I received a copy of the book Arcadia Falls by the author Carol Goodman, just a few short days ago. I had read Ms. Goodman's first novel, The Sea of Dead Languages, and enjoyed that, so I was anxious to dive into this story.Arcadia Falls takes place in a mountain refuge where a historic artist commune had been located. This commune had been a space for women, primarily, to nurture their talents. Later the commune became a girls' school that was shrouded in intrigue and tragedy.The recently widowed Meg Rosenthal, and her teenage daughter Sally, move to the school so Meg can teach and Sally attend. The stage is set with the death of a student in their first days at the academy. This begins the unraveling of an intricately woven mystery.The book immediately reeled me in, as I forsook sleep to read much of the first half. Goodman's prose flow quite freely, making the novel a relaxed and comfortable read. In the beginning (about the first 30 pages), I did struggle with the main character. Her very obvious weaknesses and the artificial dialogue between her and her daughter troubled me. However, as the book progresses, this ceases to be an issue.Goodman has told a surprisingly complex tale, and though it bears similarity to her first novel, it is obvious that her writing has grown considerably. She completes the package with a nice, tidy ending. I would have been a bit happier if it reflected life more accurately by leaving a loose end or two. All in all, however, I truly recommend this book.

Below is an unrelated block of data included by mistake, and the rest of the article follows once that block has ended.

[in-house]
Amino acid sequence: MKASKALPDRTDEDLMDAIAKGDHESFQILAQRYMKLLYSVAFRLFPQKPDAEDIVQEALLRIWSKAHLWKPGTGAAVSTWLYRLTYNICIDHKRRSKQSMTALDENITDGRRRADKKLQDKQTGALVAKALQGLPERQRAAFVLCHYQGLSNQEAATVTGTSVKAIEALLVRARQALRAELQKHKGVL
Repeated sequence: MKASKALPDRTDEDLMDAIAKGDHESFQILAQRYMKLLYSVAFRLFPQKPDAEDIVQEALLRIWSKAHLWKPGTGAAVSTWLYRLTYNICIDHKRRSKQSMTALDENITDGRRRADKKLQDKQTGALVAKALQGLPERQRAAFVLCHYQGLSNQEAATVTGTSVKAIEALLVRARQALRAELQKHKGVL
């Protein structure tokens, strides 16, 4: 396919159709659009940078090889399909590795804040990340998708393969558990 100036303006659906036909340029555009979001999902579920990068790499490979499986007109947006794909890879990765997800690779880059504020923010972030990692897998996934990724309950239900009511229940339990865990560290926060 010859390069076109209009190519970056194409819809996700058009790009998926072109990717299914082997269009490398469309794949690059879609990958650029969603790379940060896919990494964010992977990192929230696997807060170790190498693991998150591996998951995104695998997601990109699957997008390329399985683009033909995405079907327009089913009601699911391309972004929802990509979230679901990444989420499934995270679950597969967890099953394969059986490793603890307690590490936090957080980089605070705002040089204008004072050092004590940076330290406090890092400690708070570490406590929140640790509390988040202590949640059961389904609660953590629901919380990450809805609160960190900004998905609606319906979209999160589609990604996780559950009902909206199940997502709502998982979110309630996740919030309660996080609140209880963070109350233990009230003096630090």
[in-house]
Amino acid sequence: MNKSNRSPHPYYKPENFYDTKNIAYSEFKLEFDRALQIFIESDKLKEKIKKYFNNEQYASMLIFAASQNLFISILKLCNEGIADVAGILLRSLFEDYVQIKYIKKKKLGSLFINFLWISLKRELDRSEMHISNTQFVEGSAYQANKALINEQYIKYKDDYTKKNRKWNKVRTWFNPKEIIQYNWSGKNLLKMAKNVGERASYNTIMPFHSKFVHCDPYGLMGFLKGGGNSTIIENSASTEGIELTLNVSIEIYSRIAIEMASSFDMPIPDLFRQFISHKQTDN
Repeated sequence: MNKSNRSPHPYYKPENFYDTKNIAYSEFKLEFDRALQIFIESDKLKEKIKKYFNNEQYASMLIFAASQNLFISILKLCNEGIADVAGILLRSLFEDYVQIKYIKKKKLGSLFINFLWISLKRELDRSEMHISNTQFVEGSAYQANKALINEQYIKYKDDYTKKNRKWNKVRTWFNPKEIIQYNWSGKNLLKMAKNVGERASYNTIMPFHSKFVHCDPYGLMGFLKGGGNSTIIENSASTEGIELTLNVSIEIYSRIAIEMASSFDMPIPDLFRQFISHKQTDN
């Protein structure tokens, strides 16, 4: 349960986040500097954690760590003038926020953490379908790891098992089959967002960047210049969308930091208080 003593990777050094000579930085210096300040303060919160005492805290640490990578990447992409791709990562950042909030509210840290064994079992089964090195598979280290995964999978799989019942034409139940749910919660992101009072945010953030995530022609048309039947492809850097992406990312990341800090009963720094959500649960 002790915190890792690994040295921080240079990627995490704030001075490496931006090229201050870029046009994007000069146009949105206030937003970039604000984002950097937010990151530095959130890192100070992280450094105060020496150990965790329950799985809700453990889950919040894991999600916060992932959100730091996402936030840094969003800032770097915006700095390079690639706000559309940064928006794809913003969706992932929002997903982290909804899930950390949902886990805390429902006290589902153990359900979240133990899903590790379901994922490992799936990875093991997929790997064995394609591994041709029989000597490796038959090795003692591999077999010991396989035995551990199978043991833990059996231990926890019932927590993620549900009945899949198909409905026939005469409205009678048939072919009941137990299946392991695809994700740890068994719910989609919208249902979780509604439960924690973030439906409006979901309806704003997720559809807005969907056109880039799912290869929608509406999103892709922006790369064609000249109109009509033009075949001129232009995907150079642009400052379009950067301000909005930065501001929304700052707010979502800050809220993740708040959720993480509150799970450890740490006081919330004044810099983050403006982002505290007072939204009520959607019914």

I really enjoyed this book. I found it to be a quick and easy read because of the style of writing and because the story is engaging. It was terribly predictable, but that does not make it bad.While reading this book, I could not help but notice the similarities to another popular Christian fiction novel The Shack. The use of the metaphor of the house being the spirit is explored in depth.. If you are looking for a quick, entertaining read that also carries a message of hope, this would be a good book for you.